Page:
Are you a social media person with a passion for women’s and human rights? Do you have the skills to design social media campaigns?  If yes, then you could be working for an exciting new tech-based project in the movement against Female Genital Cutting (FGC) in India. 

Sahiyo is an international organization working to end FGC among Asian communities. We are looking for a proactive, efficient and bright social media consultant to join the team on a freelance basis to help us promote the app. 

Project duration: 1st June 2020 – 30th September 2020

Time commitment required: 10 hours per week (Flexible)

Main work involved: 

  • Work with the Sahiyo team to design social media campaigns to promote the new project.
  • Excellent social media skills to help us design outreach campaigns. 
  • Pro at social media channels, knows how to post across platforms. 
  • Crafting communication, willingness to promptly work out a response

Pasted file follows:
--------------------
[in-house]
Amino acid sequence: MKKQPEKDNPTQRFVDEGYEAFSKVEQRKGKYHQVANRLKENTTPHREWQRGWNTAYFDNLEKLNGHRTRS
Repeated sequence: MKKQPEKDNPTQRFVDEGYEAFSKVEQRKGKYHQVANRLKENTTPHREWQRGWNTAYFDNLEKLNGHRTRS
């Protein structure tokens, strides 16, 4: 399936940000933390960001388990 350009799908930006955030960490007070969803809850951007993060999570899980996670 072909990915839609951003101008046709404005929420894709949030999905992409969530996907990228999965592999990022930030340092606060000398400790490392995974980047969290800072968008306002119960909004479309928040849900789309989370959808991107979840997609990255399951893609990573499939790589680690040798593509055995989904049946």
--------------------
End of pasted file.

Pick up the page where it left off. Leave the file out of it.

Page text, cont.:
Qualifications:

We are looking for an individual who has:

  • 1-2 years of experience in social media campaigning 
  • strong skills in writing, design thinking, campaign strategizing 
  • an eagerness to learn about the nuances and complexities of FGC in India
  • sensitivity towards cultural appropriateness and the needs of survivors of FGC and other community members 
  • The efficiency with respect to time management and being results-oriented
  • Passionate about the cause and willingness to be flexible with hours

The individual could be based anywhere in India but must be comfortable with working remotely and prompt with email communication.   

To apply, send your CV with a cover letter to priya@sahiyo.com 

 

Voices Series: How I reconnected with my purpose through storytelling

This blog is part of a series of reflective essays by participants of the Voices to End FGM/C workshops run by Sahiyo and StoryCenter. Through residential and online workshops on digital storytelling, Voices to End FGM/C enables those who have been affected by female genital mutilation/cutting to tell their stories through their own perspectives, in their own words.

By Nonya Khedr